The 15mm Horus Heresy project is quite light on LEDs – if you’ll excuse the pun – compared to most of my other armies. But many of the vehicles are just too tempting not to wire up! As you can see from the above left image, the Predator autocannon barrel came out of the printer slightly ‘droopy’, so I decided to replace it with plastic rod. This also made it easier to drill the holes for the muzzle flare wires.

The Predator autocannon has a 3V Yellow 0805 SMD Chip LED (available from Small Scale Lights) at the muzzle. The LED is in series with its supplied 100Ω resistor. The circuit is supplied by a single 3V CR2032 coin cell battery and switch in the 50mm base. The muzzle flare effect around the LED is made from acrylic gel. I have a full, detailed explanation for how this whole process is done in my Simple LED Muzzle Flare Tutorial.

If you’re interested in my yellow paint receipe, you can find it in my previous post on the 15mm scale Land Raider.

As mentioned in my previous post on 15mm Horus Heresy, my plan is to use these models to play a few games with my regular gaming buddy Apologist who is building up an Emperor’s Children force. If you’d like to see how that’s going, then search his blog for 15mm Horus Heresy.

That’s it for this week, I hope you’re all finding this slightly unusual project interesting! I’m sure there will be some more posts about 15mm Horus Heresy again in the future. As ever, thanks for reading, and please don’t forget you can also follow my work on Twitter and Instagram.

“Pacification of Logan’s World” Flesh Eaters ‘Armies on Parade’ 2022

“The War of the False Primarch was a dark and bloody episode of the Imperium’s history, now largely lost to myth and purged from all records, that plunged the Segmentum Pacificus into anarchy from 780.M33 to 860.M33. The conflict was finally ended when the High Lords of Terra convened the Pentarchy of Blood and tasked five loyal Chapters to destroy eleven others that had been declared Traitoris Perdita for their actions during the war.”


The Flesh Eaters space marine chapter, a key member of the Pentarchy of Blood, bring the will of the High Lords to the Partisan frontier planet Logan’s World on the border of Segmentum Pacificus. Brother-Chaplain Uriah Grimm leads elements of the third company in a purge of the population. Resistance is put down and captives are taken for interrogation. Clues are sought regarding the whereabouts of the Abomination, the so-called “False Primarch”, and his Silver Stars chapter.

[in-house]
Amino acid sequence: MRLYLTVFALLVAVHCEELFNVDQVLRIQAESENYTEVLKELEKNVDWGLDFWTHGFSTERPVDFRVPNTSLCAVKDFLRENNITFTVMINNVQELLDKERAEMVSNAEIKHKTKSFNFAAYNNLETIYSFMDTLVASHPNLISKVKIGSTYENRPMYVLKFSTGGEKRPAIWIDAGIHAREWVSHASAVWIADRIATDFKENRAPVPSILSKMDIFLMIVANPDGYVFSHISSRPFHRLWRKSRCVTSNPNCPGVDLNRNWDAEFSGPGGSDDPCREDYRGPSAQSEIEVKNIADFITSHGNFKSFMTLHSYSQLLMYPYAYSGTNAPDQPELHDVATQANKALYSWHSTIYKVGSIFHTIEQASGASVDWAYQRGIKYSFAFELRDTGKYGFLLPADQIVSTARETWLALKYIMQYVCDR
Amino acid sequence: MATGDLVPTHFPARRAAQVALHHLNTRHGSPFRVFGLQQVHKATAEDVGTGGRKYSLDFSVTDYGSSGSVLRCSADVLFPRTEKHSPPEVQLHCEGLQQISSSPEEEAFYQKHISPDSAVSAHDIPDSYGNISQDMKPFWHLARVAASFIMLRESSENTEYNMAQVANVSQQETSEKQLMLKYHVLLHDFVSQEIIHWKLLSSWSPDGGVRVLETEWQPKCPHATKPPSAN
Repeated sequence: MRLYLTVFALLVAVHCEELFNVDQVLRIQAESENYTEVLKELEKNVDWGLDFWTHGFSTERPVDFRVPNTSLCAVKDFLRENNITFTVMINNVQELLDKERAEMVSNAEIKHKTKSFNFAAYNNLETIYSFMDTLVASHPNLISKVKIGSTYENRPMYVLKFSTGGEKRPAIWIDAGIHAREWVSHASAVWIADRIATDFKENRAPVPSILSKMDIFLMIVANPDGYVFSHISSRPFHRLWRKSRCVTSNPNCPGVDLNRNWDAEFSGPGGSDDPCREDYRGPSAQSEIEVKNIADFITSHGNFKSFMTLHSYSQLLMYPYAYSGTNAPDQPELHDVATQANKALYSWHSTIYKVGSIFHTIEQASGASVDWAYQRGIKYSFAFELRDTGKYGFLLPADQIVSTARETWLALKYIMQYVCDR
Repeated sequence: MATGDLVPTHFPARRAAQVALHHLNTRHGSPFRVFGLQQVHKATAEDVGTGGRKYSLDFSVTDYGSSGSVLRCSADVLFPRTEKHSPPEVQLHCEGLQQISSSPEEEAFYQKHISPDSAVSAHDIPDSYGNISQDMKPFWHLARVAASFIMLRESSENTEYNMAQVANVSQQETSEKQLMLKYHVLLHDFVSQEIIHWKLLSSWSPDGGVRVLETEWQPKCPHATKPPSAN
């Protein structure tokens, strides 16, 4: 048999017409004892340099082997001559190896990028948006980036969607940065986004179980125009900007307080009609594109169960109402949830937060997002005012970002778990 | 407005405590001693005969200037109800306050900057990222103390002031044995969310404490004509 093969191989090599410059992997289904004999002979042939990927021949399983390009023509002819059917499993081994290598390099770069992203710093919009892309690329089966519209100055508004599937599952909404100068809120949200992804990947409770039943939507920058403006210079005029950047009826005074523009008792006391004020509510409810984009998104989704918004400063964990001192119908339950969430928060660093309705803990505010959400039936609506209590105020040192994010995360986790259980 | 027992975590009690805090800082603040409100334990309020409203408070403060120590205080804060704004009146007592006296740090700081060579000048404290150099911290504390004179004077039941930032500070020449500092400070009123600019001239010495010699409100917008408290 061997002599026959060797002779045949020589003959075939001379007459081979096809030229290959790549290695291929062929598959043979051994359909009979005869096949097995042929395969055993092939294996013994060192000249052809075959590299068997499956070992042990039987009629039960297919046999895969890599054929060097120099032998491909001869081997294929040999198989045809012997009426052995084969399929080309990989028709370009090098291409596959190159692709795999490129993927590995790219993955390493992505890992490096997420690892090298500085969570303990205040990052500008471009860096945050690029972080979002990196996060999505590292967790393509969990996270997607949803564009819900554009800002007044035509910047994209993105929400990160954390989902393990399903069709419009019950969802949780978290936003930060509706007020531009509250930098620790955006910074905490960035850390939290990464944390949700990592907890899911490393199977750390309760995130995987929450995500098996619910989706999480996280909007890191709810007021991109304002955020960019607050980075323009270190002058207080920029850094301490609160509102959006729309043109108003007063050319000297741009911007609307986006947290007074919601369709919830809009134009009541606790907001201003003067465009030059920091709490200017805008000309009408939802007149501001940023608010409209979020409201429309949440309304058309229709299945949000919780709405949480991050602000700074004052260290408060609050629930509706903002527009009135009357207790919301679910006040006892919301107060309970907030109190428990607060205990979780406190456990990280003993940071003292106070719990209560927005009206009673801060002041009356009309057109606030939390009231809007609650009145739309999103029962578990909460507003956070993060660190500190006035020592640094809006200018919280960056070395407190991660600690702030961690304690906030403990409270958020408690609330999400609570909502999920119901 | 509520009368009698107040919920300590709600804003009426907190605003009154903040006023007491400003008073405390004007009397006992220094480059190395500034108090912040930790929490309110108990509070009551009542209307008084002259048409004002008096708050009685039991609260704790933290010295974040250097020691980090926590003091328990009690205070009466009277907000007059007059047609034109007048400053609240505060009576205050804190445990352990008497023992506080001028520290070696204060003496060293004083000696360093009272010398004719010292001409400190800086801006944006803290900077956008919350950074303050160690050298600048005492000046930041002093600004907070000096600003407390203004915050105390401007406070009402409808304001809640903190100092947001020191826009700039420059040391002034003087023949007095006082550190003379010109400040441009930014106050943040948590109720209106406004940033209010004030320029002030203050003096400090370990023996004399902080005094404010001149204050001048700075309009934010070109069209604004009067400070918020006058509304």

The concept for this board was fairly straightforward. The Flesh Eaters have come to a world loyal to the False Primarch, and are conducting a purge of the citizens while looking for clues to the whereabouts of their enemy. The local population are mounting a resistance, but without space marine support of their own they don’t have much hope…

The Flesh Eaters have chosen the ruined Sanctum Imperialis – an obvious symbol of Imperial authority – as their base of operations. Brother-Chaplain Uriah Grimm directs the purge from the balcony. The colour scheme of the Sanctum subtly echoes that of the chaplain, with a lot of red, black and white on the details. The red backdrop behind the building is a cardboard miniature photography background that came free with White Dwarf a few years ago.

The Partisan Population

The Partisan resistance are all made from the Necromunda Hive Scum boxed set, and the market stall and accessories come from the Underhive Market set. I wanted to give a “Jesus kicking the merchants out of the temple” vibe with how the Flesh Eaters were dealing with the locals who had dared to use the Sanctum as a market place. A small easter egg, you may have spotted the market stall has a Silver Stars helmet for sale! The Sotek Green – more of a turquoise despite the name – of the Silver Stars’ helmet is also used in the clothing of the Partisan population. This was used to help visually associate them with the Silver Stars’ cause, and also to give a contrasting “red versus blue” vibe to the display board.

The graffiti artist being captured for interrogation is based on the artwork below from the Warhammer 40,000 Rogue Trader rulebook. The Hive Scum box didn’t have any arms in this pose, so I had to sculpt them from scratch myself.

What’s Next?

There we have it, another ‘Armies on Parade’ project concluded! I hope you’ve enjoyed all the photographs of the display board. Don’t forget you can click on any of the images to open a larger view. So what’s next for the Flesh Eaters? This certainly isn’t the end of the project. I’m still aiming to reach at least 1000 points. I have at least one more squad, one character and two vehicles planned, so stay tuned over the coming months to see this army continue to grow.

That’s all for today, thanks for reading, I hope you’ve enjoyed this year’s Armies on Parade project. Don’t forget you can also follow my work on Twitter and Instagram. I’ll be back again with more miniatures soon!